In a dramatic conclusion to a nail-biting finale, Manchester City grabbed the Premier League title with seconds to spare. But when football finances are considered, was it really such a surprise?
Hundreds of Man City fans are lining the streets on Monday to celebrate winning English football’s top prize for the first time in 44 years.
But football finance expert Dr John Beech is not quite so impressed – and not just because he is a Portsmouth fan.
“You could sum it up as ‘billion-dollar-team’ beats ‘one-man-down’ team”, he told Channel 4 News. “There’s evidence that buying success is not always guaranteed, but when you buy it on such a scale as Roman Abramovich and Sheikh Mansour, it is.”
The Channel 4 News alternative league table shows the levels of debt within the Premier League (based on most recent figures available) and does not even take into account this season’s most recent epic spending. While clubs’ total spend and debt accumulation does not correlate exactly with their position based on points, the big spenders float towards the top and the teams that actually make a profit are in the minority.
It’s destroying any natural competitive balance, moving away from realms of sport to realm of entertainment. Yes it’s entertaining, but it’s not sport. It’s the uncertainty of outcome that’s being removed. Dr John Beech
Manchester City last year posted record annual losses of £195m following a spend of £175m on wages alone, funded by Sheikh Mansour bin Zayed Al Nahyan. Carlos Tevez was bought for a reputed £47m, and along with Yaya Toure receives a weekly salary of around £200,000.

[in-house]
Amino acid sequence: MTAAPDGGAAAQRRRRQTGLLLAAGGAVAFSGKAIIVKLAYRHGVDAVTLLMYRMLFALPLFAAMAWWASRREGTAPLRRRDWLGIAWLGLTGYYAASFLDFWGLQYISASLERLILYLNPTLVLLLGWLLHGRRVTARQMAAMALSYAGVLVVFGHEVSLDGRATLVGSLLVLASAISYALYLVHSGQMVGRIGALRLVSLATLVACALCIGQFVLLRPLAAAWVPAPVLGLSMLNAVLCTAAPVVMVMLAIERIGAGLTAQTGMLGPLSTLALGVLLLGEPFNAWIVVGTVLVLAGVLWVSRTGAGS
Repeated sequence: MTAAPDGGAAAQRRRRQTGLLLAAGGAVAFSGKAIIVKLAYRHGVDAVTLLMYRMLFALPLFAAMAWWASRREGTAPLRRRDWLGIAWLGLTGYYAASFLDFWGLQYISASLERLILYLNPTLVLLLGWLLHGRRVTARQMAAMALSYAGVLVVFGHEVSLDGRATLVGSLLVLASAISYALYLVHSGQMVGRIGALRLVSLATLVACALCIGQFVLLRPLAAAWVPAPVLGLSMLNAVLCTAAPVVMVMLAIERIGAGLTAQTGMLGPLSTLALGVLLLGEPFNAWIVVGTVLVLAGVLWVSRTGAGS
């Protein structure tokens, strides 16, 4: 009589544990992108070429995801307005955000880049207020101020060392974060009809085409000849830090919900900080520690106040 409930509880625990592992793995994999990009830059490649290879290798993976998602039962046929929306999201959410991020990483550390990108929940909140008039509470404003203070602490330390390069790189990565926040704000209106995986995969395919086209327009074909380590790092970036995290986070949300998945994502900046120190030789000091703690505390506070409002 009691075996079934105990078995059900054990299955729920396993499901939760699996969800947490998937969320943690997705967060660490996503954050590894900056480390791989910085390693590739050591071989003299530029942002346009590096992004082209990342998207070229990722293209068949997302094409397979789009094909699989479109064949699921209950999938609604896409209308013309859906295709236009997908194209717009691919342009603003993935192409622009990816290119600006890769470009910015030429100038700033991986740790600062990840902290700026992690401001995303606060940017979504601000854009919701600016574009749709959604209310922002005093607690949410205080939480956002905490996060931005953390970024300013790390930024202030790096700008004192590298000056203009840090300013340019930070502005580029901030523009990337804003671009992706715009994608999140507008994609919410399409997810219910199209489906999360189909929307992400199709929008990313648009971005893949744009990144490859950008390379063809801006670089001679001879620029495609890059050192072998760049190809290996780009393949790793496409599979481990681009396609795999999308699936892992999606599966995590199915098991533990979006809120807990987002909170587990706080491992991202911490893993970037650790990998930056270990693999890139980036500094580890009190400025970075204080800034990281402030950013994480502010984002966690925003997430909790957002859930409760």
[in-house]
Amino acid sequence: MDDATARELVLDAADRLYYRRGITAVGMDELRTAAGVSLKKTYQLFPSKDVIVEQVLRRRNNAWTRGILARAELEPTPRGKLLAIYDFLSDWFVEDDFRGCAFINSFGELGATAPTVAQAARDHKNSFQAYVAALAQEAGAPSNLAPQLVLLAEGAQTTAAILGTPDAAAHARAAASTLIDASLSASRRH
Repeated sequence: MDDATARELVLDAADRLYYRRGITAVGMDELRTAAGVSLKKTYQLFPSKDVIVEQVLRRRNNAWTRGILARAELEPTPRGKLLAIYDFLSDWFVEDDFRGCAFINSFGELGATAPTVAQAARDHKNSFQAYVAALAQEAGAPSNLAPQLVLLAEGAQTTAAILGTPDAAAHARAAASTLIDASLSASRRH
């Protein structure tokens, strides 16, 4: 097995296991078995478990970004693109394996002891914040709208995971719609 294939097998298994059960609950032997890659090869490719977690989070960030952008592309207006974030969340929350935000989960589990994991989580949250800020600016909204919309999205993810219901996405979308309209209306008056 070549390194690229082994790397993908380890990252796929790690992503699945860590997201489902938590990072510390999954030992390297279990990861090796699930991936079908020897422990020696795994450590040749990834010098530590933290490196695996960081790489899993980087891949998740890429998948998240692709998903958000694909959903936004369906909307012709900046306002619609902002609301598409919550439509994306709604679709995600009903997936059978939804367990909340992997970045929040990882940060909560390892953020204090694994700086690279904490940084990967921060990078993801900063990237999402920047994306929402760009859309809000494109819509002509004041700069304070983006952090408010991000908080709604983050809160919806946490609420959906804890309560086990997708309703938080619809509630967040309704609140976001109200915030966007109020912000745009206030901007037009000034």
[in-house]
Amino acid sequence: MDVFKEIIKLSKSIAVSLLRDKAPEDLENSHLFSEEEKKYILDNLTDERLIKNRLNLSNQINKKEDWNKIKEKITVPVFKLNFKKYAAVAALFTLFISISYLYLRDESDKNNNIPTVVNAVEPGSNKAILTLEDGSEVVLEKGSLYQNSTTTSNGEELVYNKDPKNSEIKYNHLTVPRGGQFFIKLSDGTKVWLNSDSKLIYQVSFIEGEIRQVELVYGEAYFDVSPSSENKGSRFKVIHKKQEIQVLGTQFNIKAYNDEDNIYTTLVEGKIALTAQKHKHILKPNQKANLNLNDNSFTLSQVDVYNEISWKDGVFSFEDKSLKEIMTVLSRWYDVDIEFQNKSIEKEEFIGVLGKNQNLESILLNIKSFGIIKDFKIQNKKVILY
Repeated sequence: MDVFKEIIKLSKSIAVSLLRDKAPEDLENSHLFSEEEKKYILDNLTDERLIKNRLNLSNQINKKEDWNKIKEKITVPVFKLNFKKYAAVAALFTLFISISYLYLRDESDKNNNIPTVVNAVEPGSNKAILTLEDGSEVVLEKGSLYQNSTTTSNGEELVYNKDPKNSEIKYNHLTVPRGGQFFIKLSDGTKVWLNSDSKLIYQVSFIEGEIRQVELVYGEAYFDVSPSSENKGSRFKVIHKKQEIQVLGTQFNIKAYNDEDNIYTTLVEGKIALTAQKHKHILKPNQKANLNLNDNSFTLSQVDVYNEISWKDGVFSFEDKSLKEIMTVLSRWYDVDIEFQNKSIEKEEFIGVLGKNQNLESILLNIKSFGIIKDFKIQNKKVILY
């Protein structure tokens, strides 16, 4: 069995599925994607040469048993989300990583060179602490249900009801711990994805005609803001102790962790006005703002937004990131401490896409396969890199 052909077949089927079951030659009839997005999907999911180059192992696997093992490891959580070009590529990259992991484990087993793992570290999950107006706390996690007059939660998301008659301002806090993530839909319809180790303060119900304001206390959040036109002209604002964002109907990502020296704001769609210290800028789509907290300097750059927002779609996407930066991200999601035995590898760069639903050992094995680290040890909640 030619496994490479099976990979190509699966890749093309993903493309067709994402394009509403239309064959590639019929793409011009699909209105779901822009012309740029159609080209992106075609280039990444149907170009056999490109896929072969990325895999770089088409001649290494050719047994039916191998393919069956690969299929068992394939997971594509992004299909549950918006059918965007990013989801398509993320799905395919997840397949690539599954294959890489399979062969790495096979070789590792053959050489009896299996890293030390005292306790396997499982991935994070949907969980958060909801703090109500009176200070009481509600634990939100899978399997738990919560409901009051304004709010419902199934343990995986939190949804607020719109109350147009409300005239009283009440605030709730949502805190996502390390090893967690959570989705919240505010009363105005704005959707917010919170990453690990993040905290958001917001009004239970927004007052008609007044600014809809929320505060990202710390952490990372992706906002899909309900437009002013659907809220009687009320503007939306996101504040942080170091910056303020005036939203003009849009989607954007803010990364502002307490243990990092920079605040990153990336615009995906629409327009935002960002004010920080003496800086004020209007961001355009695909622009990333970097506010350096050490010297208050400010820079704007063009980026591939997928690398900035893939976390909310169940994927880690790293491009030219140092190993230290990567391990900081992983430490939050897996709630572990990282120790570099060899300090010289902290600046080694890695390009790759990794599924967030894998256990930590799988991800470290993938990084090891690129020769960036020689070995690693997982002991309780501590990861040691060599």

City fans may be overjoyed at their last-gasp triumph at the weekend, but many believe their new-founded dominance merely confirms that the game’s finances are spiralling out of control.
“The spending of this scale started 20 years ago with the formation of the Premier League, and I do see it as ‘football selling its soul’,” said Dr Beech.
“It’s destroying any natural competitive balance, moving away from realms of sport to realm of entertainment. Yes it’s entertaining, but it’s not sport. It’s the uncertainty of outcome that’s being removed.”
Uefa is attempting to put teams on a more equal footing by controlling clubs’ spending, imposing a £38m cap on losses through financial fair play regulations, which will come into play from 2013 to 2015. Clubs will be fined or risk exclusion from their league if they fail to comply.
The aim is that clubs will be forced to compete on commercial revenues, so that if they make money they can spend it, but relying on hugely wealthy benefactors will not be an option.
Whether the regulations will have an impact is yet to be seen. Wyn Grant, co-editor of footballeconomy.com and professor of politics at Warwick University, is not convinced.
For a start teams may be able to mount a legal challenge, and Uefa will have to be careful about how many teams it gets rid of, he told Channel 4 News: “What they will really do is entrench the status quo. The Real Madrids, the Barcelonas, will stay top of the pile if the regulations are in fact enforceable.”
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It could take up to 10 years before Uefa’s regulations manage to equalise club’s spending – that is, if the clubs themselves play ball.
“My main concern is that fans are tending to be uncritical – all they care about is what happens on the pitch, not what happens in the boardroom,” Dr Beech said.
“But I would hope to think that within ten years, we’ll be looking back and saying ‘how on earth was this allowed to happen’.”